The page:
Archeologists discovered the remains of a Stone Age structure older than Stonehenge and even the Egyptian pyramids in a dig near Prague. The archeologists said that it was around 7,000 years old from the late Neolithic or New Stone Age era and it's possible that a local farming community may have gathered there, but it is still unknown what the circular structure was used for.
According to Radio Prague International, the excavated site is roughly as tall as the Leaning Tower of Pisa. Jaroslav Řídký, a spokesperson for the Institute of Archaeology of the Czech Academy of Science (IAP) and an expert on the Czech Republic's roundels, told Live Science that although "it is too early to say anything about the people building this roundel," it's clear that they were part of the Stroked pottery culture.
The director of the roundel excavation in the district of Vinoř, Miroslav Kraus said on behalf of the IAP, that revealing the structure could give them more clues as to what the building was used for.
According to Radio Prague International, researchers first learned about the existence of the Vinoř roundel in the 1980s when construction workers were building pipelines. The current dig showed the entire structure for the first time. According to Řídký, the team has recovered pottery fragments, animal bones and stone tools so far.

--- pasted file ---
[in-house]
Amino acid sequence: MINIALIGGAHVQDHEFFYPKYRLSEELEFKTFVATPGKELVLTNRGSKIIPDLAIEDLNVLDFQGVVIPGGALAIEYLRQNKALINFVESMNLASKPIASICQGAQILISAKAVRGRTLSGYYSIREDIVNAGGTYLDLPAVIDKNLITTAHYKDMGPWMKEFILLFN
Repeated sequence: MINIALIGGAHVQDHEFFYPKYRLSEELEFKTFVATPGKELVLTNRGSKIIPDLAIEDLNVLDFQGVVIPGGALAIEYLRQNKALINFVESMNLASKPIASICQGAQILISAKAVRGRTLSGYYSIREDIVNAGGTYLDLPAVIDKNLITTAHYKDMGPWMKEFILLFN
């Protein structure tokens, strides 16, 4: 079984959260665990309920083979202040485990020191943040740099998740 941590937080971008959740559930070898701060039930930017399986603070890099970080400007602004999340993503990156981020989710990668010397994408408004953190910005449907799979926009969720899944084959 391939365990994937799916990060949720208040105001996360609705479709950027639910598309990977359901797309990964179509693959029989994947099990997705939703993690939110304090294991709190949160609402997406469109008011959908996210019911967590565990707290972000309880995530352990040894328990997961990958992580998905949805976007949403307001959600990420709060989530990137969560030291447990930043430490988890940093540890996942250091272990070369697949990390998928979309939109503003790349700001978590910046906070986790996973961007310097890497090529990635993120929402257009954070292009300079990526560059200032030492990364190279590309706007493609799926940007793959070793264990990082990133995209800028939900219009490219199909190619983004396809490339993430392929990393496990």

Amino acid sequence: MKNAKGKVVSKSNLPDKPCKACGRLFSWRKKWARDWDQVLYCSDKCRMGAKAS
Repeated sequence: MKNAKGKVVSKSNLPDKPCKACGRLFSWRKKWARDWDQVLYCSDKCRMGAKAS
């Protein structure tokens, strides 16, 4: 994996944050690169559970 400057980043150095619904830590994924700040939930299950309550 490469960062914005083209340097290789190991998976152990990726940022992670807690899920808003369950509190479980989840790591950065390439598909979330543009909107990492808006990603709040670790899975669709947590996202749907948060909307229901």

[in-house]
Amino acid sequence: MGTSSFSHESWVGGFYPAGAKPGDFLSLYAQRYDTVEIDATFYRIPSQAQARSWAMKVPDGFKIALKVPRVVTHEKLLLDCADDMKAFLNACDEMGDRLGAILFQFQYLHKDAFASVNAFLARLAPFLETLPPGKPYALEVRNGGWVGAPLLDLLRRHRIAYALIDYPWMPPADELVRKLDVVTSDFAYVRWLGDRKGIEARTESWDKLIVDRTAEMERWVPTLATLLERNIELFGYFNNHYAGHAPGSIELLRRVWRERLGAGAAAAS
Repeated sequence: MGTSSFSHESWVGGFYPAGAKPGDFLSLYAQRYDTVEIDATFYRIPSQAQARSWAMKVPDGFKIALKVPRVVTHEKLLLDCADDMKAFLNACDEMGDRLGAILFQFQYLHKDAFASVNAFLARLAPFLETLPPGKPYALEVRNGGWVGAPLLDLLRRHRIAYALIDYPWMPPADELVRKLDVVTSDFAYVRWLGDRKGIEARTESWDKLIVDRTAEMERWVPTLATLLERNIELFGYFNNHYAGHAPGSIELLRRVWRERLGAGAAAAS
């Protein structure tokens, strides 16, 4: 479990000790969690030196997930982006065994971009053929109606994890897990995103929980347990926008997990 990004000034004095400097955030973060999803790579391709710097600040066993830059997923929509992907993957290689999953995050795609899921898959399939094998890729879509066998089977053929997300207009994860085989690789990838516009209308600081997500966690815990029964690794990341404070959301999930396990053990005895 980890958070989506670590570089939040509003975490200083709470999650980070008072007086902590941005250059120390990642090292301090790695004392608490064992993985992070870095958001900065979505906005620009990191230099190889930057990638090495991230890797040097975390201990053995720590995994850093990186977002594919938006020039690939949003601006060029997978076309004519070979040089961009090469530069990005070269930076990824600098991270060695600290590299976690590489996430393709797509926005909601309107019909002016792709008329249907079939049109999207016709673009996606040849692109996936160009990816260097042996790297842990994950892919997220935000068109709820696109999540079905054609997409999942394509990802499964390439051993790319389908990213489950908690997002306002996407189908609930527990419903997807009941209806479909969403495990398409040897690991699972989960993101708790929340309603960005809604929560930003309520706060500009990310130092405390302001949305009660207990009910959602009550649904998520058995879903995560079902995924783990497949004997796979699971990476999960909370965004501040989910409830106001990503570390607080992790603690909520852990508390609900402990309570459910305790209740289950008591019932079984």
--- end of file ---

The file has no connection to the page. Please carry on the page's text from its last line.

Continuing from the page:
The history behind roundels
Řídký said that the people who made the Stroked Pottery ware are known for building other roundels in the Bohemian region of the Czech Republic. "The knowledge of building of roundels crossed the borders of several archaeological cultures," Řídký explained. "Different communities built roundels across central Europe."
Archeologists didn't know much about roundels until a few decades ago when aerial photography became part of the archeological tools needed. They now know that roundels are the oldest architectural evidence in all of Europe, Řídký told Radio Prague International.
When was the oldest roundel found?
Archeologists found the earliest roundel in Germany in 1991, calling it the Goseck Circle.
Řídký told Live Science that the people who built these roundels only had stone tools, so the roundels' sizes are pretty impressive. Roundels used to be popular for centuries but they suddenly disappeared around 4600 B.C., according to Live Science.